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September 10, 2007

Explaining How DB2 Will Get Data for a Given SQL Statement

When developers are writing SQL statements to retrieve data they aren't always thinking about how DB2 is going about accessing that data. The SQL query is written then executed to verify the correct data is being returned. Unless some kind of change control or standards are put in place, the SQL statement will go into production as is. When the application executing this statement starts slowing down or causes the system to slow down, a DBA is called in to explain what the statement is doing.

During my many years acting as the gatekeeper for SQL going into production, I've come to rely on the EXPLAIN statement to tell me what DB2 is doing. The EXPLAIN statement provides information about access-path selection chosen by DB2 to retrieve the data. This information is written into a PLAN_TABLE. With each release of DB2, this table changes to include new columns that provide more insight into what DB2 is doing based on new features in the latest release. The history of these changes can be found in the new Redbook “DB2 9 for z/OS Performance Topics”.  To get a current definition of what columns are in the PLAN_TABLE, you can always reference the current SQL Reference Guide. 

One of the complaints about looking at the raw data in the plan table is how to understand the meaning of the code values. People want a tool to provide this information in English text. Since I’m usually working without these tools, I like to write my own translation using native SQL using the CASE statement. The sample SQL below shows the use of the CASE statement.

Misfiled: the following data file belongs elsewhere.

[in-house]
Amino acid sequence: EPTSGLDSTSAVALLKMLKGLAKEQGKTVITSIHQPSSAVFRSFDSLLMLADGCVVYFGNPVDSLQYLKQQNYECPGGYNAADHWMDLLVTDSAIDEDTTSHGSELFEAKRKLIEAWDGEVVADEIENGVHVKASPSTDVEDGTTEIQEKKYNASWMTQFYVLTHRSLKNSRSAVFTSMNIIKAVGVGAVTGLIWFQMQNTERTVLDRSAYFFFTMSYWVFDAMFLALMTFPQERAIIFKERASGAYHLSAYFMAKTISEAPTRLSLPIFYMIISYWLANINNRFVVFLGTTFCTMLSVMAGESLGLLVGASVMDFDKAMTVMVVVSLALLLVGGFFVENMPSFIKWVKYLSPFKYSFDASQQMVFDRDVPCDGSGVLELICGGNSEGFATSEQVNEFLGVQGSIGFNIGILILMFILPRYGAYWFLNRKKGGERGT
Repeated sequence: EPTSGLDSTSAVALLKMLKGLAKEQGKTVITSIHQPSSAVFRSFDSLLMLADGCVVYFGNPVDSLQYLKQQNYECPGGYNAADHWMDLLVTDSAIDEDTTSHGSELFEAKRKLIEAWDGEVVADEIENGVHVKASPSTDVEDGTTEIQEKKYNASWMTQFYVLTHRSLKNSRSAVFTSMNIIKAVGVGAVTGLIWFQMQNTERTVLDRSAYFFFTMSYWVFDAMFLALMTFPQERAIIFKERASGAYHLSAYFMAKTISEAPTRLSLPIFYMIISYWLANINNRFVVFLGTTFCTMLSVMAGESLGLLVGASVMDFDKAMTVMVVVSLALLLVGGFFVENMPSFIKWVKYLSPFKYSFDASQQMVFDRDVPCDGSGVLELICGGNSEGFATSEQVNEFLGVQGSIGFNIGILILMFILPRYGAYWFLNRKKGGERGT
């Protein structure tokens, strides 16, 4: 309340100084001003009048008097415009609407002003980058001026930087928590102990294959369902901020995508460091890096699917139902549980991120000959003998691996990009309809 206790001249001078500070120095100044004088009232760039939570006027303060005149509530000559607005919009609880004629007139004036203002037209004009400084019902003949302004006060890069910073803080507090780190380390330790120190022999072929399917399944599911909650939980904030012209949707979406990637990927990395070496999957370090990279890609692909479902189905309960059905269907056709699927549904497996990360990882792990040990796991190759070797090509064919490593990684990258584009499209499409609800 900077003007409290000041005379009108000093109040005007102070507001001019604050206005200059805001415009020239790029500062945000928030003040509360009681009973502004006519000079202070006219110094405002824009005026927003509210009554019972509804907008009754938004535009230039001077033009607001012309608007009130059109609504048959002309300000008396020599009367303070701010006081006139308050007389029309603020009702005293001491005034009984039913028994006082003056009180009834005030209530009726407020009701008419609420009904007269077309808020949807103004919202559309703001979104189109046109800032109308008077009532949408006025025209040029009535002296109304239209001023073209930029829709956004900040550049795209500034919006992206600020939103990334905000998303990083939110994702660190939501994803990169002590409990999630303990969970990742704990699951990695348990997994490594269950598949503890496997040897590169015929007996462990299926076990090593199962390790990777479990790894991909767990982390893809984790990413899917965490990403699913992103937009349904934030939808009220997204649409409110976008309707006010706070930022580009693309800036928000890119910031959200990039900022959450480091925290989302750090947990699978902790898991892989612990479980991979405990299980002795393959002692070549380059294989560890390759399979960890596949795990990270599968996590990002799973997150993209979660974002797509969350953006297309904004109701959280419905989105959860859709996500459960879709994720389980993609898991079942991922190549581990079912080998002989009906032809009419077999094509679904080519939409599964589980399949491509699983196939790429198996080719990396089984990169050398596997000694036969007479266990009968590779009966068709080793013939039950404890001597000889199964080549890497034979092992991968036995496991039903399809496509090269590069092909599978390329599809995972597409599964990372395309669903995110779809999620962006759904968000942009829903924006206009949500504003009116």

Remember the values change between releases. Use the “ELSE” to return the actual column value if no translation is provided.

SELECT QUERYNO , QBLOCKNO , APPLNAME      
  , SUBSTR(PROGNAME,1,8) AS PROGNAME      
  , PLANNO                               
  , CASE  METHOD                         
      WHEN 0 THEN 'FIRST TABLE ACCESSED' 
      WHEN 1 THEN 'NESTED LOOP JOIN    ' 
      WHEN 2 THEN 'MERGE SCAN JOIN     ' 
      WHEN 3 THEN 'SORT NEEDED         ' 
      WHEN 4 THEN 'HYBRID JOIN         ' 
      ELSE CHAR(METHOD)                  
    END METHOD                           
FROM PLAN_TABLE
ORDER BY PROGNAME, QUERYNO, QBLOCKNO
WITH UR;

The EXPLAIN statement can also provide some additional information if the following tables are available:

  • STATEMNT_TABLE – Estimated cost of executing SQL statement
  • FUNCTION_TABLE – Information about each function called in a SQLSQ statement.
  • STATEMENT_CACHE_TABLE – Hold output from statement cache trace IFCID 316 and 318
  • Populate using EXPLAIN STMTCACHE ALL

What’s new with EXPLAIN in DB2 9? A new column PARENT_PLANNO has been added to the plan_table. This column is used with PARENT_QBLOCKNO to connect a child query block to a parent miniplan for global-query optimization.

Related to EXPLAIN is the new Optimization Service Center (OSC), a GUI front end to report on SQL performance. To support this product an additional set of tables have been added:

  • DSN_PREDICAT_TABLE
  • DSN_STRUCT_TABLE
  • DSN_PGROUP_TABLE
  • DSN_PTASK_TABLE
  • DSN_FILTER_TABLE
  • DSN_DETCOST_TABLE
  • DSN_SORT_TABLE
  • DSN_SORTKEY_TABLE
  • DSN_PRANGE_TABLE
  • DSN_VIEWREF_TABLE
  • DSN_QUERY_TABLE
  • DSN_VIRTUAL_INDEXES

I’ll provide more information in the future about OSC. One thing that is really interesting is the DSN_VIRTUAL_INDEXES table used to support doing an explain using a virtual index.

If you find this information helpful, please leave a comment.